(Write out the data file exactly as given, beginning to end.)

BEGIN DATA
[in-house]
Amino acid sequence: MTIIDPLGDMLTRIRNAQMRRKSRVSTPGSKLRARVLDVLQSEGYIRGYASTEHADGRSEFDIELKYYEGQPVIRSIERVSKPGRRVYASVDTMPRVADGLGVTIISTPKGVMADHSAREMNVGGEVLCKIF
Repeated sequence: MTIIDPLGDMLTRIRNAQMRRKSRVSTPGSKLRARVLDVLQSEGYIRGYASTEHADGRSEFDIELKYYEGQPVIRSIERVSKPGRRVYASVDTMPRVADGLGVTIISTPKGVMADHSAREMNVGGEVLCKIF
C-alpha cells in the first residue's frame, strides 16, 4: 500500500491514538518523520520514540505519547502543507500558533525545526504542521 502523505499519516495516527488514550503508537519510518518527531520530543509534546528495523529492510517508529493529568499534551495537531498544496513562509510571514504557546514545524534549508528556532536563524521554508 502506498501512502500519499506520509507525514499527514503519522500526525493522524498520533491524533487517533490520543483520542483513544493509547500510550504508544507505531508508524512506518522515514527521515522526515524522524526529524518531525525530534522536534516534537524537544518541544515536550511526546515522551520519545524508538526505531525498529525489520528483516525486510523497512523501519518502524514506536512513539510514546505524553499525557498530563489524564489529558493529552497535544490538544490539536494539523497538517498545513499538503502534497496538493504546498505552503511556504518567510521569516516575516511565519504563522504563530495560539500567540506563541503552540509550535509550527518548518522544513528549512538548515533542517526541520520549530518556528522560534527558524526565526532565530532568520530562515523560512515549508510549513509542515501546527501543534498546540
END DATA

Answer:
[in-house]
Amino acid sequence: MTIIDPLGDMLTRIRNAQMRRKSRVSTPGSKLRARVLDVLQSEGYIRGYASTEHADGRSEFDIELKYYEGQPVIRSIERVSKPGRRVYASVDTMPRVADGLGVTIISTPKGVMADHSAREMNVGGEVLCKIF
Repeated sequence: MTIIDPLGDMLTRIRNAQMRRKSRVSTPGSKLRARVLDVLQSEGYIRGYASTEHADGRSEFDIELKYYEGQPVIRSIERVSKPGRRVYASVDTMPRVADGLGVTIISTPKGVMADHSAREMNVGGEVLCKIF
C-alpha cells in the first residue's frame, strides 16, 4: 500500500491514538518523520520514540505519547502543507500558533525545526504542521 502523505499519516495516527488514550503508537519510518518527531520530543509534546528495523529492510517508529493529568499534551495537531498544496513562509510571514504557546514545524534549508528556532536563524521554508 502506498501512502500519499506520509507525514499527514503519522500526525493522524498520533491524533487517533490520543483520542483513544493509547500510550504508544507505531508508524512506518522515514527521515522526515524522524526529524518531525525530534522536534516534537524537544518541544515536550511526546515522551520519545524508538526505531525498529525489520528483516525486510523497512523501519518502524514506536512513539510514546505524553499525557498530563489524564489529558493529552497535544490538544490539536494539523497538517498545513499538503502534497496538493504546498505552503511556504518567510521569516516575516511565519504563522504563530495560539500567540506563541503552540509550535509550527518548518522544513528549512538548515533542517526541520520549530518556528522560534527558524526565526532565530532568520530562515523560512515549508510549513509542515501546527501543534498546540